Eggs: The Short Film (And I’m Not Yolk-ing…)


Yeah, I know I said I was blanking Kickstarter, but that’s after chipping in here – and anyway, there’s no reason you have to. So here’s a quick plug for a worthwhile film project being put together by a citizen of my acquaintance. It’s called Eggs, and here’s the synopsis: a lonely, abandoned woman in a small town has fallen through the cracks and begins hearing voices. This is a woman whose family has all either left or died and she simply hasn’t felt loved or needed in a very long time. It doesn’t take long before she begins to believe that her dead son is speaking to her. This motivates her to take action for the first time in years. Unfortunately, without any real support network, she eventually snaps and things go very, very badly.

He has managed to get some impressive talent together for the film including Lynn Lowry (The Crazies, Shivers, Cat People) and Irwin Keyes (Intolerable Cruelty, House of 1000 Corpses) so there is some genuine horror cred involved. Plus the DP was the FX cinematographer for the Lord of the Rings Trilogy, and did camera work on Return of the Jedi and a million other things. The promo vid is above, and you can also check out the production blog: to support the film, head straight to the Kickstarter page and wave your credit-card like I did. You can contribute as little as a buck, and let’s face it, how often do you get the chance to finance a film with this kind of talent associated?

End of sales pitch. 🙂

Tentacle Bento And The Futility of Censorship

It was 25 years ago that Urotsukidōji was released, and slowly seeped its way over to the West, on a variety of dodgy, Nth-generation bootleg copies whose resemblance to a snuff movie in terms of quality, only enhanced the feeling that what you were watching was extremely wrong. But, it appears, tentacles and schoolgirls remain a combination capable of creating controversy, as Soda Pop Miniatures found out.

This small, independent company decided, for their next project, to make a card game called Tentacle Bento, and get funding for it through Kickstarter, a favourite site for fundraising projects outside the normal scope of business. According to the official description,  “Each game puts you in the enviable position of being a horrid, tentacle flailing, slime oozing monster from outer space.  Cleverly disguised (of course) as an adorable, and newly enrolled student at Takoashi University, an all-girls school nestled in scenic Japan.”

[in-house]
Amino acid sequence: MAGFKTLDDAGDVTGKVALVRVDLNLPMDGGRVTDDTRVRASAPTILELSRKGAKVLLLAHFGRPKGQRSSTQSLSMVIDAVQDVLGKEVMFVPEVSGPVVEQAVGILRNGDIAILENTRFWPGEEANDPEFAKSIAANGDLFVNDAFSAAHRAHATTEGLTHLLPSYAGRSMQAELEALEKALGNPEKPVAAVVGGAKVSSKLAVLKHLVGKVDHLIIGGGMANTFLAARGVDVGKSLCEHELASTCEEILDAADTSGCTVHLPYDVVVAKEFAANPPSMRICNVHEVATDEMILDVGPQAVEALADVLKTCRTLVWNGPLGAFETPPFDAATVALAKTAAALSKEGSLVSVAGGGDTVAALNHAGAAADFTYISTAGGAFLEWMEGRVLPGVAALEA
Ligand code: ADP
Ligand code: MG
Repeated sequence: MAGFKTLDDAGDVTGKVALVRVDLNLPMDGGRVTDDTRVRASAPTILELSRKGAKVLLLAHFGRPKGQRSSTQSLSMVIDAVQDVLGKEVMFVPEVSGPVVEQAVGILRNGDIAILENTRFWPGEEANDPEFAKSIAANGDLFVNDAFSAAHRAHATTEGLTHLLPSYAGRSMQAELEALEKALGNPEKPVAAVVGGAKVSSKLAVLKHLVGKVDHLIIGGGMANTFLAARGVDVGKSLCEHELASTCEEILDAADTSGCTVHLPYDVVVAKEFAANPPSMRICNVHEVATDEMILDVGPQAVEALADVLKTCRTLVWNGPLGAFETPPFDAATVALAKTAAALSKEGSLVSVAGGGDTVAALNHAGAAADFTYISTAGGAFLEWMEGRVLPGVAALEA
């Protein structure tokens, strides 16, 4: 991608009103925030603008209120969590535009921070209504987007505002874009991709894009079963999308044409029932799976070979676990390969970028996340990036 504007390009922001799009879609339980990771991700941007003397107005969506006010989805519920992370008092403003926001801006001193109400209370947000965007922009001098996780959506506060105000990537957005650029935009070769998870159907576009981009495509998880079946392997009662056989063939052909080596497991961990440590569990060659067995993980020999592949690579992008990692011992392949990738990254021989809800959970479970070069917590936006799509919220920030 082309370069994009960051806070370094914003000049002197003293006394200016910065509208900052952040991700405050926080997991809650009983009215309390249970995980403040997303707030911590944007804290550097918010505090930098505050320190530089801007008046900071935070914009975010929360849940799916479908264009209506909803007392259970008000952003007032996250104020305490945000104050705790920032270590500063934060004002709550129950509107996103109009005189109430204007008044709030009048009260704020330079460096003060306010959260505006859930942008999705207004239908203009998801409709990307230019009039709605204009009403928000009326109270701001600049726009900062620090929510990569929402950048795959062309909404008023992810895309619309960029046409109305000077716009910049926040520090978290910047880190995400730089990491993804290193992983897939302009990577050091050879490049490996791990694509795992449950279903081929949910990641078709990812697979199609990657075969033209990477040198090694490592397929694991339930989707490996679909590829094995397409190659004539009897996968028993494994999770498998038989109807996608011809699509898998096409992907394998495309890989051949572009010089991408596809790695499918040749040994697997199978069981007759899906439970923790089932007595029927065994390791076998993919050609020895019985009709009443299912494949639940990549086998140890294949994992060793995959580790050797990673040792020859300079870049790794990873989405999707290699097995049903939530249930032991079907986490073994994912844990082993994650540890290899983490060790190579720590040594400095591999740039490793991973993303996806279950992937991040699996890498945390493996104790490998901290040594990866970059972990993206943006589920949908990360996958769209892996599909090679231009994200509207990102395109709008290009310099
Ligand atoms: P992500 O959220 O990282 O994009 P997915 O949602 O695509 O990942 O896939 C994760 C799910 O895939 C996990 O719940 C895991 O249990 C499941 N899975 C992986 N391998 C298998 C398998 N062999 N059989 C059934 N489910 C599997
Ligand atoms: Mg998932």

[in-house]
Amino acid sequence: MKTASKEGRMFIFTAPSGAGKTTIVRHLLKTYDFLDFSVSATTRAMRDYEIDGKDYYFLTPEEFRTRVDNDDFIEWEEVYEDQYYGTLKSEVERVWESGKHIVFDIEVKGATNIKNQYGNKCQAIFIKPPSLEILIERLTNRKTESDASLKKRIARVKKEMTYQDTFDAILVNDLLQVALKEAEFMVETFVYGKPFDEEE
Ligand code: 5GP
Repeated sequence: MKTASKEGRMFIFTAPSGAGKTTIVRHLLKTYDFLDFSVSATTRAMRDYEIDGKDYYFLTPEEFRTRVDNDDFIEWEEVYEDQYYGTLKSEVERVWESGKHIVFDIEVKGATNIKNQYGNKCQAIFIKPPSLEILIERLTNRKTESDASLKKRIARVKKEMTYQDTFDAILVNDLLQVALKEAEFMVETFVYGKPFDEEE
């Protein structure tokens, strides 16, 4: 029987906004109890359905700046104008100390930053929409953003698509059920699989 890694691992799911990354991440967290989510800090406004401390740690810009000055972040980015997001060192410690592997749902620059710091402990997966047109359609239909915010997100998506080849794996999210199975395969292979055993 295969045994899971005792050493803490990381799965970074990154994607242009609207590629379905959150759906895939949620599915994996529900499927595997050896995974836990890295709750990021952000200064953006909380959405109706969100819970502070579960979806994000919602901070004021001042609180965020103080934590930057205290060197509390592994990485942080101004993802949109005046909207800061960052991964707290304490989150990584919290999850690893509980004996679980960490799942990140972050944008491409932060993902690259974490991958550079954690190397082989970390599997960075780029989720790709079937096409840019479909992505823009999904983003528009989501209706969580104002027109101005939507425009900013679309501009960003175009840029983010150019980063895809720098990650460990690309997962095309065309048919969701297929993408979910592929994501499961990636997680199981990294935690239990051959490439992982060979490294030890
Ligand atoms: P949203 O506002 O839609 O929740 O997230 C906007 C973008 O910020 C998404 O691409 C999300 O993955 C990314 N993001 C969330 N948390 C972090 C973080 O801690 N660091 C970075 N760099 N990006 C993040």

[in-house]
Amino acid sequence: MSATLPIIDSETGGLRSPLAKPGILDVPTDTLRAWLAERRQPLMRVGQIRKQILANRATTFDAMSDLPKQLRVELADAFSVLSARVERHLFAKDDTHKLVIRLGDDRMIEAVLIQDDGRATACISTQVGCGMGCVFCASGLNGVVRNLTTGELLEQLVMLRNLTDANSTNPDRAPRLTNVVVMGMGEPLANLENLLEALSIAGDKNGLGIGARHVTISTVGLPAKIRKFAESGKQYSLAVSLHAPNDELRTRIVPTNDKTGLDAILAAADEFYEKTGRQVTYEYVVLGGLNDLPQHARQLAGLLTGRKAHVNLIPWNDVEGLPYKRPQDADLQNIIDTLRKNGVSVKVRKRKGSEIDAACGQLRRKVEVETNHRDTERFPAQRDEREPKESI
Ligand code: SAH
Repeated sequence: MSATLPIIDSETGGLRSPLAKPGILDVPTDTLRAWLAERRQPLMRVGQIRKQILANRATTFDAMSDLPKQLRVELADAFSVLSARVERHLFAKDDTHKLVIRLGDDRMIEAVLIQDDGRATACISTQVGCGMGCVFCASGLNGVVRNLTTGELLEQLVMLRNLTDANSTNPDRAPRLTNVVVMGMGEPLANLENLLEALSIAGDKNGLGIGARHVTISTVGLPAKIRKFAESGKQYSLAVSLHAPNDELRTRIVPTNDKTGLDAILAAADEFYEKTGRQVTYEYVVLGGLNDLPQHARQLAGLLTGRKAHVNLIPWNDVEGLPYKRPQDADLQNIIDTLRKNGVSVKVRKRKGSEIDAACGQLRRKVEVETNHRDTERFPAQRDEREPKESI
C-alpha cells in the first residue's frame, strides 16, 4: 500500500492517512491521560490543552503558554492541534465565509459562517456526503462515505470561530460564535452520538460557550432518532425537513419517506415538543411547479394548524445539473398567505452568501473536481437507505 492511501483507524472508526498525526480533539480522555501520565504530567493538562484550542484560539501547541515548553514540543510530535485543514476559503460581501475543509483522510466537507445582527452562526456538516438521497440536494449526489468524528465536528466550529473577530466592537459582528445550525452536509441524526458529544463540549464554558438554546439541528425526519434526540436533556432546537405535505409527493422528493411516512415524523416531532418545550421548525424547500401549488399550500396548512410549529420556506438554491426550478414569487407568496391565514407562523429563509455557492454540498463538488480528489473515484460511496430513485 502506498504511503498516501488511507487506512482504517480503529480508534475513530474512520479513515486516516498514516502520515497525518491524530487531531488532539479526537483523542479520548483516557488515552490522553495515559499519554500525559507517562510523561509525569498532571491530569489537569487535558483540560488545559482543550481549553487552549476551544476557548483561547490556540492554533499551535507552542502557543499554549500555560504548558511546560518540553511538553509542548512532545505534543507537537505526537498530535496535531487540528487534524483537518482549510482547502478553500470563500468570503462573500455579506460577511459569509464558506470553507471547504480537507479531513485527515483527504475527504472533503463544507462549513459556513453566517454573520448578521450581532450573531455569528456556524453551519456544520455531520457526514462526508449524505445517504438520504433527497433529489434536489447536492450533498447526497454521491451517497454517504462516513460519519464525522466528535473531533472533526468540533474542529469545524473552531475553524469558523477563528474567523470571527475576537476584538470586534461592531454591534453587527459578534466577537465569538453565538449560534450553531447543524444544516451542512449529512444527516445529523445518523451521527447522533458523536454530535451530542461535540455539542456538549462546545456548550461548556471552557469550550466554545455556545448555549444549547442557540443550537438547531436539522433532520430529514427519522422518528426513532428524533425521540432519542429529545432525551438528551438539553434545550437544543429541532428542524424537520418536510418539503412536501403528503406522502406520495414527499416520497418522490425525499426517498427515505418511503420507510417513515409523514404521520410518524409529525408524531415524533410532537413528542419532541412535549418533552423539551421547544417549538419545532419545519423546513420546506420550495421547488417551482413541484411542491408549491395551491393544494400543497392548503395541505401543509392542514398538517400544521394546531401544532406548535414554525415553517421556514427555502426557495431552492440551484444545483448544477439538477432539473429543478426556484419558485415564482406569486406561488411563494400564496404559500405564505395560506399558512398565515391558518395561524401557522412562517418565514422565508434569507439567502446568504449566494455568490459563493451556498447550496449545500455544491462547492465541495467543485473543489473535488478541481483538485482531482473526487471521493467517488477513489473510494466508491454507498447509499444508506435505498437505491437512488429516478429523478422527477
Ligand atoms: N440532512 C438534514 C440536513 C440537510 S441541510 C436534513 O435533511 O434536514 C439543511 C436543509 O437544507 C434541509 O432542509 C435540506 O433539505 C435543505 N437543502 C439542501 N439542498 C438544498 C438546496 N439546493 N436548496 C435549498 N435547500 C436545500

Kickstarter didn’t object. The project rolled along merrily, raising funds and hitting its goals. And then, perhaps inevitably, the morality police got word and, for want of a better phrase, the shits hit the fans…

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Rammstein: Jobing.com Arena, Phoenix AZ, May 18th 2012

My first encounter with Rammstein was on the soundtrack of David Lynch’s Lost Highway in 1997, where I initially mistook them for Laibach – and wasn’t the first to do so. Somewhat snarkily, Laibach said, “They have proven once again that a good ‘copy’ can make more money on the market than the ‘original’. Anyhow, today we share the territory: Rammstein seem to be a kind of Laibach for adolescents and Laibach are Rammstein for grown-ups.” I’ve particularly wanted to see Rammstein live since hearing Rob Dyer’s tales of spectacles such as keyboard player Christian “Flake” Lorenz sailing out onto the audience in an inflatable boat. But I moved out to Arizona before they came back, and missed their 2001 tour so had to wait. And wait. Finally, I heard that they’d be playing here, and I’d get to see Rammstein live, 15 years after first hearing them – I think that’s a record, pipping the 14 years before I saw The Human League. At least until I ever see John Foxx (21 years and counting!).

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